Seriously, this episode is an absolutely brilliant horror movie! In addition to the shocking main storyline, there are also a few other brilliantly creepy elements such as the titular “Grinning Man”, a creepy-looking Heironmyous Bosch painting that has a chilling backstory of it’s own. Parts of this episode also have a wonderfully gothic atmosphere, which is helped by some absolutely brilliant set design.

However, the episode’s many sub-plots are a bit hit and miss. There’s a hilarious, if somewhat silly, sub-plot about Adam Klaus that helps to add some comedy to an otherwise gloomy and chilling episode. There’s also a more conventional detective-themed sub-plot, where Jonathan and Joey have to investigate a kidnapping – which is a mildly compelling storyline but nothing extraordinary.

Finally, there’s something of a sub-plot about Jonathan falling in love with a fan called Nicola. This is probably the weakest part of the episode, given that they seem to go from meeting each other to being in a relationship within a ridiculously short space of time. In fact, this part of the story only really serves to add to the set up for both a comedic scene involving Adam Klaus and a joke at the very end of the episode.

All in all, this is an absolutely stellar episode of “Jonathan Creek”. The characters are brilliant, there’s some hilarious comedy and there are some genuinely chilling scenes that will probably linger in your mind for hours after you’ve finished watching. The only flaw with this episode is that it’s slightly too long. It’s still an amazingly good episode, but it would have been even better if the editor had removed the lukewarm romantic sub-plot and the more “conventional” detective sub-plot about the kidnapping. But, this aside, it’s a brilliant episode.

If I had to give it a rating out of five, it would get at least four and a half.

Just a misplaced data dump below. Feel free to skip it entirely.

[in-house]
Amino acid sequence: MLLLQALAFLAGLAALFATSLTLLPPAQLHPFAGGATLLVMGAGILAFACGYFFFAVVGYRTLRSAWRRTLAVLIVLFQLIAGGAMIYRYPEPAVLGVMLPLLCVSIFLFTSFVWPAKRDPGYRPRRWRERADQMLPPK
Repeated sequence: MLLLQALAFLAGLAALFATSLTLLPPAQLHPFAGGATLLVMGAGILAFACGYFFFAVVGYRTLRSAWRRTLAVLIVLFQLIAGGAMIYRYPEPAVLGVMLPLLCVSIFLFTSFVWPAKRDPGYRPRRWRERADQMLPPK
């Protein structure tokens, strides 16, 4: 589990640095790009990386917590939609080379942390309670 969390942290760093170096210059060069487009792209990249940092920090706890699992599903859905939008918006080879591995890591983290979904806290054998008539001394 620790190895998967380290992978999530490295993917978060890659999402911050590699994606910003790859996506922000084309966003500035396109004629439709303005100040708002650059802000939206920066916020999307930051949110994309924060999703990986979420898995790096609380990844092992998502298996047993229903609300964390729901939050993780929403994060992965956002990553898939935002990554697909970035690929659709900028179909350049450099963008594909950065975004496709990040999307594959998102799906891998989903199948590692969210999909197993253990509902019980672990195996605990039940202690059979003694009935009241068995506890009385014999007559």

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Mini Review: “Mutiny (A Doomworld Community Project)” [WAD For “Doom II”/ “Final Doom”/”ZDoom”]

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A few days before I wrote this review, I was in the mood for playing another “Doom II” WAD. In particular, I was in the mood for a cyberpunk-themed WAD and, after a bit of searching, I found this WAD from 2016 called “Mutiny (A Doomworld Community Project)“.

As usual, I used the “ZDoom” source port whilst playing this WAD. However, it will probably work on any modern limit-removing source port that allows jumping. Interestingly, this WAD also comes with a Dehacked file too. Looking in the text file, this file only affects the story text screens and map names or something like that. I used it nontheless, but it isn’t strictly necessary.

Anyway, let’s take a look at “Mutiny (A Doomworld Community Project)”:

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“Mutiny” is a 16-level WAD that contains new textures and new music. This WAD is described in it’s text file as being inspired by “late 90’s cyberpunk-themed wads” and some areas of the WAD certainly have a fairly “industrial”/gothic/post-apocalyptic 1990s-style cyberpunk look to them (thanks to the new textures and some clever design decisions).

Whilst I’m slightly more of a fan of “Blade Runner“-style 1980s cyberpunk, there are still lots of cool-looking cyberpunk areas in this WAD.